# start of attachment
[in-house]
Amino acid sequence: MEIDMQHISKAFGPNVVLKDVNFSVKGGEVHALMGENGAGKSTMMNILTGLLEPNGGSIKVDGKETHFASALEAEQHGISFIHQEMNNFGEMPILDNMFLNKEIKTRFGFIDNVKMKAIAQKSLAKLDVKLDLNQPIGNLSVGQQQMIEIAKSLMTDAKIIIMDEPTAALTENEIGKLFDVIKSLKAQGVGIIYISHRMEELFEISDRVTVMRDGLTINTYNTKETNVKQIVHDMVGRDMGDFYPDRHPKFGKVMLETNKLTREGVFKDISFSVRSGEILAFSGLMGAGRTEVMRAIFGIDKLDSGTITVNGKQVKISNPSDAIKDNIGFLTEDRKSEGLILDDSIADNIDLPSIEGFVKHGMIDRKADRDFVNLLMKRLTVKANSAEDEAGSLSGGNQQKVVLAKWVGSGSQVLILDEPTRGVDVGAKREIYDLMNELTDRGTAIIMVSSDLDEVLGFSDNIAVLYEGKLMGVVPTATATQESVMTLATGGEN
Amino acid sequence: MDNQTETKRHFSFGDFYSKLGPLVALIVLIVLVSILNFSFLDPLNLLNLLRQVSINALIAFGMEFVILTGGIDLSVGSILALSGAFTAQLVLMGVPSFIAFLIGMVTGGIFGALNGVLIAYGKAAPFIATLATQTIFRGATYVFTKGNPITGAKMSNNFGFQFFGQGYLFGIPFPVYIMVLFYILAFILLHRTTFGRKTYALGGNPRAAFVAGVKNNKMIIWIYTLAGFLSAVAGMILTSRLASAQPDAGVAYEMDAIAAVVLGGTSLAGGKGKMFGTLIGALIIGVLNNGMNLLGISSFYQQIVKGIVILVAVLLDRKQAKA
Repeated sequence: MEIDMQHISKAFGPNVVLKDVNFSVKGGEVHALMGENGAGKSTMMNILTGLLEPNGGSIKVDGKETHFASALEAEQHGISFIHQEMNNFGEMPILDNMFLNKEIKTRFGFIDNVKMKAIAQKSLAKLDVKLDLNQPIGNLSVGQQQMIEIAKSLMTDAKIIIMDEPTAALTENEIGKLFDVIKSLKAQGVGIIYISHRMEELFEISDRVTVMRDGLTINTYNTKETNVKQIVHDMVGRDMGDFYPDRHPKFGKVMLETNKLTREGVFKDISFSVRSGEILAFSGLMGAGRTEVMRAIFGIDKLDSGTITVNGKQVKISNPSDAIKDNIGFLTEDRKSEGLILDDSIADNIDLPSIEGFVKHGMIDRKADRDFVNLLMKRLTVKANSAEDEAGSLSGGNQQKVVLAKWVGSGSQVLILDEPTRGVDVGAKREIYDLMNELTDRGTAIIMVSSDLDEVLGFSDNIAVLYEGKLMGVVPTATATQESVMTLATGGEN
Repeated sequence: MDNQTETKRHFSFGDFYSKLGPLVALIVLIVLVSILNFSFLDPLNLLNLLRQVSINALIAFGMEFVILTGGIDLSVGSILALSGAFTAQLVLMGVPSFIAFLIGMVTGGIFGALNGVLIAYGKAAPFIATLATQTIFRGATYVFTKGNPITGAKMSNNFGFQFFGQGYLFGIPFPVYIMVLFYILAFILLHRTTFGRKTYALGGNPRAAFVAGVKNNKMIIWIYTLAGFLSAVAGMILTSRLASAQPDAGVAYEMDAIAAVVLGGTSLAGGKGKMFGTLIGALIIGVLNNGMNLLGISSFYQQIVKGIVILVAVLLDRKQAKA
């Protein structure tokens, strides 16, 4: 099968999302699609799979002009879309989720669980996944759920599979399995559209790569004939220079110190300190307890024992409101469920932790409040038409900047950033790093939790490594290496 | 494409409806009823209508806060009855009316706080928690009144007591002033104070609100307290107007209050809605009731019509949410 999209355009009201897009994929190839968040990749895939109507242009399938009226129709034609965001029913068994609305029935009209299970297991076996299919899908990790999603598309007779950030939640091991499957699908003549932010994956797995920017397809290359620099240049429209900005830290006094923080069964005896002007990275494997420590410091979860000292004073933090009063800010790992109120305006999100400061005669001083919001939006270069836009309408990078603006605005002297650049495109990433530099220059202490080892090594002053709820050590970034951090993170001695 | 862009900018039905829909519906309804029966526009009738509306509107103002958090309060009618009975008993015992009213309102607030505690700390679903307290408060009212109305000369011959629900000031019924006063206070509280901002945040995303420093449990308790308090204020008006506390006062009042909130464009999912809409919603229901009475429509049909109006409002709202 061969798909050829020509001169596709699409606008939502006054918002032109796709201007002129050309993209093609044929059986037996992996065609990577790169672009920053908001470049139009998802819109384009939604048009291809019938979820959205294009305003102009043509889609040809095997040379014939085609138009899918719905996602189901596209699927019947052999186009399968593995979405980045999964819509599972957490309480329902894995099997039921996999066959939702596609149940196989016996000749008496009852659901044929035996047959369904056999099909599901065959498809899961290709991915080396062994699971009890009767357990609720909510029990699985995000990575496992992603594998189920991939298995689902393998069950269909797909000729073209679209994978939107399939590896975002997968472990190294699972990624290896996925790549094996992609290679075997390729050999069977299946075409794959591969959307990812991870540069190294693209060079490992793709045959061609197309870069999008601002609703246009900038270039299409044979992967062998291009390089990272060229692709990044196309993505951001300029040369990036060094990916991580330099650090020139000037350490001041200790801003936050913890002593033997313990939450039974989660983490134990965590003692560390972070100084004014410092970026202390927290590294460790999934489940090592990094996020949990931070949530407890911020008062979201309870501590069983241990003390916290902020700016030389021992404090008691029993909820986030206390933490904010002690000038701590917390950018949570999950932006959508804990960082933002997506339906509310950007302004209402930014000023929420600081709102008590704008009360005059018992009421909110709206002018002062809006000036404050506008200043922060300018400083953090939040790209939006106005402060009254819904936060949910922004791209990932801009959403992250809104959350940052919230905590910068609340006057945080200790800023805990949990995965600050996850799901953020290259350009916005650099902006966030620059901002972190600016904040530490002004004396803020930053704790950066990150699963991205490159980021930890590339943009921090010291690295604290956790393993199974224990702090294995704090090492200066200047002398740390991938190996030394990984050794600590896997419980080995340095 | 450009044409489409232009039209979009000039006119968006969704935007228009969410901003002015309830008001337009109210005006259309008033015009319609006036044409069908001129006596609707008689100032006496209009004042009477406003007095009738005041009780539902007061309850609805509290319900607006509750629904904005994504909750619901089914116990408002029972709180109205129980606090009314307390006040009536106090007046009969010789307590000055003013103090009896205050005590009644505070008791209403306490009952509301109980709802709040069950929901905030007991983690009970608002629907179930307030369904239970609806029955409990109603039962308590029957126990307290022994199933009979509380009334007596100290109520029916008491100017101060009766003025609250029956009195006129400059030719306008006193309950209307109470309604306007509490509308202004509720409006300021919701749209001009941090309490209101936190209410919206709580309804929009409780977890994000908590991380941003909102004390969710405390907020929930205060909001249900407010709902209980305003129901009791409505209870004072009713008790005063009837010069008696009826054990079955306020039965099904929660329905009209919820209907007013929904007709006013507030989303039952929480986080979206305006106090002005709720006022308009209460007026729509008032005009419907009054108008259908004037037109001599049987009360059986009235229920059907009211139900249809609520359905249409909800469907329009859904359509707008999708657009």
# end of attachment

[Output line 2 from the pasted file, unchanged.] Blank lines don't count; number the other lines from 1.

Amino acid sequence: MEIDMQHISKAFGPNVVLKDVNFSVKGGEVHALMGENGAGKSTMMNILTGLLEPNGGSIKVDGKETHFASALEAEQHGISFIHQEMNNFGEMPILDNMFLNKEIKTRFGFIDNVKMKAIAQKSLAKLDVKLDLNQPIGNLSVGQQQMIEIAKSLMTDAKIIIMDEPTAALTENEIGKLFDVIKSLKAQGVGIIYISHRMEELFEISDRVTVMRDGLTINTYNTKETNVKQIVHDMVGRDMGDFYPDRHPKFGKVMLETNKLTREGVFKDISFSVRSGEILAFSGLMGAGRTEVMRAIFGIDKLDSGTITVNGKQVKISNPSDAIKDNIGFLTEDRKSEGLILDDSIADNIDLPSIEGFVKHGMIDRKADRDFVNLLMKRLTVKANSAEDEAGSLSGGNQQKVVLAKWVGSGSQVLILDEPTRGVDVGAKREIYDLMNELTDRGTAIIMVSSDLDEVLGFSDNIAVLYEGKLMGVVPTATATQESVMTLATGGEN